Restoring pH levels in Ethiopia’s soil, via lime applications to agricultural land, could enhance major crop productivity, provide billions of birr in income for smallholder farmers, and create employment opportunities for youth with a newly developed lime harvesting, distribution and marketing chain. International Food Policy Research Institute (IFPRI), working with other local partners including Ethiopian Institute of Agricultural Research (EIAR), Agricultural Transformation Agency (ATA), and International Maize and Wheat Improvement Center (CIMMYT), have recently undertaken an agricultural household survey that explores the level of awareness of farmers on lime application as well as their current mitigation strategies in highly soil acidic areas. This work, along with other collaborators, serves as a foundation for addressing one major component of soil health in Ethiopia.
The household survey showed that significant farmer awareness as well as productivity effects of Ethiopia’s soil acidity problem. Surveying over 300 farmers, in selected areas of Amhara, Oromia, and Southern Nations and Nationalities, and People’s regions with high soil acidity, revealed that 68% of farmers had heard of soil acidity and 58% of these farmers believed they had problems on their own farmland. Different studies have reported that integrated soil management interventions including the application of lime enhanced crop yields. This household survey showed that only 20% of the sample farmers used lime and improved their yield gains by estimated 40%. The study further indicated that the disorganized and ad hoc liming technology promotion approaches have prevented smallholder farmers from fully benefiting from the research and technology transfer efforts. Lime related constraints identified by surveyed farmers include, among others, unavailability of lime, high transportation costs and low confidence in the technology.
Other countries, such as Brazil, have seen major production enhancements with acid soil reclamation and Ethiopia has begun to see the relative importance of this type of activity. Ethiopia’s Growth and Transformation Plan II has set ambitious acid soil reclamation targets for the next five years and IFPRI, together with its government partners, is developing quantitative methods of analysis for better understanding the effects of soil acidity on productivity at a local level for the entire country. This will help effectively target potential pilot projects. In addition, ideas are being developed that would help facilitate lime excavation, distribution networks, as well as business models for sustainable delivery systems.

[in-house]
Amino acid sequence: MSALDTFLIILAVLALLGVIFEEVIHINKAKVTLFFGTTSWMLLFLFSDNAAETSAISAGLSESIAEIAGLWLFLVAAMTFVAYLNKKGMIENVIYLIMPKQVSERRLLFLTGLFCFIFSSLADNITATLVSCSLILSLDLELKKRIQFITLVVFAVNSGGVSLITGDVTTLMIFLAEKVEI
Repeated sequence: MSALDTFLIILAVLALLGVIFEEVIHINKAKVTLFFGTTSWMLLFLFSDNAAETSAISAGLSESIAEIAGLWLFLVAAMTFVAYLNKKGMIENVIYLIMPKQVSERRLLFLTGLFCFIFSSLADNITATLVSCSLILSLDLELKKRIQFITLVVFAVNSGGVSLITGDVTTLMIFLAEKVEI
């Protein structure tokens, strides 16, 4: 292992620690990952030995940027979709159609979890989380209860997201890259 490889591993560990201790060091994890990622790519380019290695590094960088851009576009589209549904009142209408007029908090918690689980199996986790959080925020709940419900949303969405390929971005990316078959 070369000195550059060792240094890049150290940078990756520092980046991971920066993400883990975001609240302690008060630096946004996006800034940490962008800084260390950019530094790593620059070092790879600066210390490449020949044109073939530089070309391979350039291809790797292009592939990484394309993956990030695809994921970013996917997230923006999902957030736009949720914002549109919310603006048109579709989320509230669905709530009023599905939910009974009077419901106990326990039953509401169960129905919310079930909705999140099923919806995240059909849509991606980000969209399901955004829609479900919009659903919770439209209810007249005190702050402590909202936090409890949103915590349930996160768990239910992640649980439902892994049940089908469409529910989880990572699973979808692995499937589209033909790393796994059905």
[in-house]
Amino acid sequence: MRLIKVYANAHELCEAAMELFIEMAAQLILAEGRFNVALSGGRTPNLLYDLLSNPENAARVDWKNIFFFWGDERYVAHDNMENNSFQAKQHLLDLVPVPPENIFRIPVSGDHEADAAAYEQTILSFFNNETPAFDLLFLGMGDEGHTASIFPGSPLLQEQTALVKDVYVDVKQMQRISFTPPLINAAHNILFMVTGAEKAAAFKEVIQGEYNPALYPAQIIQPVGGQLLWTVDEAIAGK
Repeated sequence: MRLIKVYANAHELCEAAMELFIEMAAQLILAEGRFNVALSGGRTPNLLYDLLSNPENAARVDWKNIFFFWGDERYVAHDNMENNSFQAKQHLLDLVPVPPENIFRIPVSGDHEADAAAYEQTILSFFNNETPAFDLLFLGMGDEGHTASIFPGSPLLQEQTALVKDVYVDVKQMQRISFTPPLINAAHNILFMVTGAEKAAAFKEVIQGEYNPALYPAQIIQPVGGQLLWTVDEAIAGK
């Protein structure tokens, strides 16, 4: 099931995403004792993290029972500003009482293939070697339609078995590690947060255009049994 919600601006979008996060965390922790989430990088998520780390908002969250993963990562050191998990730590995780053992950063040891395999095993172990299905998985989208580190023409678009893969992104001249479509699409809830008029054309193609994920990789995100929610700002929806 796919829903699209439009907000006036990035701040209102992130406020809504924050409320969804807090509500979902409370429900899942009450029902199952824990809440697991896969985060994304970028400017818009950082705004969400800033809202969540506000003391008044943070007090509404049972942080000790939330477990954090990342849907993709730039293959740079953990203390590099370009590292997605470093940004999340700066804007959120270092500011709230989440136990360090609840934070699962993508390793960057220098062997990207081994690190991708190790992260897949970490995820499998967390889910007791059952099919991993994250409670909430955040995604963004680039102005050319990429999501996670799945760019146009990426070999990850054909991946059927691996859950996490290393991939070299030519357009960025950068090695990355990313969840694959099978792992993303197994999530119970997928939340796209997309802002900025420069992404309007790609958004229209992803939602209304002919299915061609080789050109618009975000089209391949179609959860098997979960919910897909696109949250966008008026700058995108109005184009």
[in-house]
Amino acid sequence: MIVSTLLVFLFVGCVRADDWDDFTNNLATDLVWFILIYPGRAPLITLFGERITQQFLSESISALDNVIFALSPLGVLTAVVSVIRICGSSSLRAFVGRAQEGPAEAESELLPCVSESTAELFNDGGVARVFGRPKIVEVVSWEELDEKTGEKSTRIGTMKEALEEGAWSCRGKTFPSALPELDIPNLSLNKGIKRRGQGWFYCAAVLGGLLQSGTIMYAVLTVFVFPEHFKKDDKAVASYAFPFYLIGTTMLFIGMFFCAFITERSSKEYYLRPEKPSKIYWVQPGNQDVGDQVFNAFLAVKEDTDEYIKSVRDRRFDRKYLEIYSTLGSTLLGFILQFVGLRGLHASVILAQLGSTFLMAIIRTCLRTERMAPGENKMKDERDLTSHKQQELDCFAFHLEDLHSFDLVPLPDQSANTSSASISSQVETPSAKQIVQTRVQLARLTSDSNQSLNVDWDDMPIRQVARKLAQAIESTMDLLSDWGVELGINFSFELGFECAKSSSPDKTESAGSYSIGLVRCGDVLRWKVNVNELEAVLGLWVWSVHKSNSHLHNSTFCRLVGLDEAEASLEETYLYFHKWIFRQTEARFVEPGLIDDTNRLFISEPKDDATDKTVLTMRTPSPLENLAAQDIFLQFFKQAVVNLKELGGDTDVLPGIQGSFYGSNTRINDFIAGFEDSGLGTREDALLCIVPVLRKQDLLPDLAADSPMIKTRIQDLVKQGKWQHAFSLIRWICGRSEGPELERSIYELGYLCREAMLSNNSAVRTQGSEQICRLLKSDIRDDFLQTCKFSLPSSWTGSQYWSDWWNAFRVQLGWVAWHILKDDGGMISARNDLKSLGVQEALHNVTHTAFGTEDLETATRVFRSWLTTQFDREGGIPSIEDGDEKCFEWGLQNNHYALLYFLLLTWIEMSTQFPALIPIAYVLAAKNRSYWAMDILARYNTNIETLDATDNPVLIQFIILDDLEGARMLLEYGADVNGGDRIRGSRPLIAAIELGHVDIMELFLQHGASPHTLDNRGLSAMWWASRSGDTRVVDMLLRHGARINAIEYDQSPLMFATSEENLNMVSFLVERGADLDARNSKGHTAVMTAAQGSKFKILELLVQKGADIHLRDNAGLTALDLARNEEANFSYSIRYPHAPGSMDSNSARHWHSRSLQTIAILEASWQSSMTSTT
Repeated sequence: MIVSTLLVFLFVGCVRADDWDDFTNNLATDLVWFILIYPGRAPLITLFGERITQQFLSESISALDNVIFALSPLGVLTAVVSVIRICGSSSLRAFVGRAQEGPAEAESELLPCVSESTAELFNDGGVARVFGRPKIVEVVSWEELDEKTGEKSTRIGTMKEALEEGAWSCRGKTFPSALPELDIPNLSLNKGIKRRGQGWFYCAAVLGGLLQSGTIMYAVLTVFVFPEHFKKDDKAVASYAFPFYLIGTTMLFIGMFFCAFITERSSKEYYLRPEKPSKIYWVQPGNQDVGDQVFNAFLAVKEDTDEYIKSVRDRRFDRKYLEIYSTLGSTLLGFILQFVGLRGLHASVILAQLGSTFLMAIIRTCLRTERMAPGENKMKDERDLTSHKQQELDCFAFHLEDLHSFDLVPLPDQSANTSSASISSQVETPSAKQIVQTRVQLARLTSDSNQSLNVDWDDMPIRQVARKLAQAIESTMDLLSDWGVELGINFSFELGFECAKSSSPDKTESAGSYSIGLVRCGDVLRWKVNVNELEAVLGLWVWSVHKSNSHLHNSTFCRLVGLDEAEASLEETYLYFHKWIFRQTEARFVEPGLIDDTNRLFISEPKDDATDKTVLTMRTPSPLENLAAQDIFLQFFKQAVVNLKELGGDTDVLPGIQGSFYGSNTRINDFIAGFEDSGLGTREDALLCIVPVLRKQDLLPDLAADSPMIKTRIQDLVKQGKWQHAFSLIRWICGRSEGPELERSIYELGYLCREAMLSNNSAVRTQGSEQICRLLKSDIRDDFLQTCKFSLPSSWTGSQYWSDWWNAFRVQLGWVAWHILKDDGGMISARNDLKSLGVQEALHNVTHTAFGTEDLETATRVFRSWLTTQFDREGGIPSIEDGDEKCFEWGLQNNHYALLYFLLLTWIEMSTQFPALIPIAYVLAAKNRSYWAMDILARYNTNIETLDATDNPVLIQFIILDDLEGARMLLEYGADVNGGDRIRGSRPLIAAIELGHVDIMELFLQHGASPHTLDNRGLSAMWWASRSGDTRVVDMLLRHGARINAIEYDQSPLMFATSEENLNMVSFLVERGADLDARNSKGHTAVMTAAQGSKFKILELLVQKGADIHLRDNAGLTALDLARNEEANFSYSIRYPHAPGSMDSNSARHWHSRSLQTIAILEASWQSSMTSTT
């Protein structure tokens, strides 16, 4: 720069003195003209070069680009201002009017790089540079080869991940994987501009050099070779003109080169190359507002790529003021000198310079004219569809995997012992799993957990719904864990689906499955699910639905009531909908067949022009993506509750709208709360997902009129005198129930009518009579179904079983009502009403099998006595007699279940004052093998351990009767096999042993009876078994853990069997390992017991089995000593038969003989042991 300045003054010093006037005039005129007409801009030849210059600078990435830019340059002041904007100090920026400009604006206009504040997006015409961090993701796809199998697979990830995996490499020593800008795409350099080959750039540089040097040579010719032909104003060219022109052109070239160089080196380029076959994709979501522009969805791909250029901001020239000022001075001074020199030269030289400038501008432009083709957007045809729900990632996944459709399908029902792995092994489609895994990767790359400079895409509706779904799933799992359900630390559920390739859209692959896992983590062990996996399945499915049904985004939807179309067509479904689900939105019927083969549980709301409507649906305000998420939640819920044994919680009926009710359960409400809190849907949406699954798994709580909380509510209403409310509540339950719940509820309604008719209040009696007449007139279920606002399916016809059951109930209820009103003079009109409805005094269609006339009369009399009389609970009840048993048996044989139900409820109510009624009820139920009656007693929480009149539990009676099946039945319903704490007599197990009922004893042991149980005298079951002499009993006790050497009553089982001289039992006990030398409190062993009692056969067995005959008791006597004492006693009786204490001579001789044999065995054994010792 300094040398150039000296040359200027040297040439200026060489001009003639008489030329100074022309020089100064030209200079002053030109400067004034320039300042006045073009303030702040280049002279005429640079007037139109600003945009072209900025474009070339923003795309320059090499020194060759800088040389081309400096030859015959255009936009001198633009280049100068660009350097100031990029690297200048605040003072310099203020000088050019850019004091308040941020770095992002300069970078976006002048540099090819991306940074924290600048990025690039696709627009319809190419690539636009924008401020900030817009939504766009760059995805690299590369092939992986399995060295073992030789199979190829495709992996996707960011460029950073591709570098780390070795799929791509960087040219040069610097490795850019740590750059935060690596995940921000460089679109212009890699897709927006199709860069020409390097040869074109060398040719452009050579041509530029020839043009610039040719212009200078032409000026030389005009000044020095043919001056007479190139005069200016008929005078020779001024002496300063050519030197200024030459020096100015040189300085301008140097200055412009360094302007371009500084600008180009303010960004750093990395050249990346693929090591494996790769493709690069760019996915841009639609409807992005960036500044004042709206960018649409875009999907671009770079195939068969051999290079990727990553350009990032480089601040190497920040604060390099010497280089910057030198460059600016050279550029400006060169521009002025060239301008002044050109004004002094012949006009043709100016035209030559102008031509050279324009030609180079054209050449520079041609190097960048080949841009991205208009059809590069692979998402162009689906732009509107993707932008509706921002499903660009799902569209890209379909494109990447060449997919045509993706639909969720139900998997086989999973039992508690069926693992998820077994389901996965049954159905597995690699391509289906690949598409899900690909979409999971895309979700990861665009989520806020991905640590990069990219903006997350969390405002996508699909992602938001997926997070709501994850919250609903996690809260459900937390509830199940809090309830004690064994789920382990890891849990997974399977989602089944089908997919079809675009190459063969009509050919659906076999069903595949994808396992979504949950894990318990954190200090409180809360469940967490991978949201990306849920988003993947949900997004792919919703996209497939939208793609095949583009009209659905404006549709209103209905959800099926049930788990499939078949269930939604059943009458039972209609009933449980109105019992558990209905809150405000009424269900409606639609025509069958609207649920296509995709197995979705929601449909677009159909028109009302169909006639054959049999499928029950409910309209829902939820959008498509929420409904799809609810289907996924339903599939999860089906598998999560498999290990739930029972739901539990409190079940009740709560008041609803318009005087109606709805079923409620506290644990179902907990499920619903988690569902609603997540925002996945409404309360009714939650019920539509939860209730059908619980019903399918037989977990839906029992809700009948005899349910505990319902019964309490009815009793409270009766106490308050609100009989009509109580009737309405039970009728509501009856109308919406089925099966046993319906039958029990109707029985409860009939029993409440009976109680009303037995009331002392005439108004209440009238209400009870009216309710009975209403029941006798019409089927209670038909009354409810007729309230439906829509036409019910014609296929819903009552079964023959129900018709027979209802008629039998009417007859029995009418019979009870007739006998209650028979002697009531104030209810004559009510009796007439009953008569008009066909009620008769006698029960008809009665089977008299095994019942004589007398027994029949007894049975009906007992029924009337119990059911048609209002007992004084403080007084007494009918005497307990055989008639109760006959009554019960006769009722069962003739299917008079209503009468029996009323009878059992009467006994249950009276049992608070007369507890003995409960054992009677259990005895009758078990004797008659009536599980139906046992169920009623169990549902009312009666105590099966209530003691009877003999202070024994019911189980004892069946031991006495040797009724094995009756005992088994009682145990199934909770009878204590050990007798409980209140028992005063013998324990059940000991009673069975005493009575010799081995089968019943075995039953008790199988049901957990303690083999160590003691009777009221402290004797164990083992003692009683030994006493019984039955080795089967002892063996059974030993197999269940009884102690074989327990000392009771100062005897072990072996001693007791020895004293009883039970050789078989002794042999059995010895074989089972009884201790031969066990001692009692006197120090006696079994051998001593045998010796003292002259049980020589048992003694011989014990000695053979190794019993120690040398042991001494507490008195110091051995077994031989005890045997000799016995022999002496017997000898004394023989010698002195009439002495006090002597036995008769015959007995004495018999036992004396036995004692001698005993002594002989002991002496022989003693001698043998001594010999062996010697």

According to the Ethiopian Soil Information System (EthioSIS), about 40% of the total land area and about 28% of agricultural land is estimated to be acidic (Figure 1). Significant yield reductions, and in more severe cases, even complete loss of production have been reported in several parts of the country. The impact of soil acidity on wheat production alone is estimated to cost the country over 9 billion Ethiopian Birr (ETB) per year (MoA/EIAR, 2014). Several researchers have undertaken significant multi-year studies that have varied both lime application as well as other inputs to measure the effects on productivity. Productivity improvements ranging from 50% to 100% in wheat, barley, teff, soybean and maize are reported under moderate to severe acid soil conditions.
James Warner is a Research Coordinator at IFPRI and Interim Head of IFPRI- Eastern & Southern Africa Office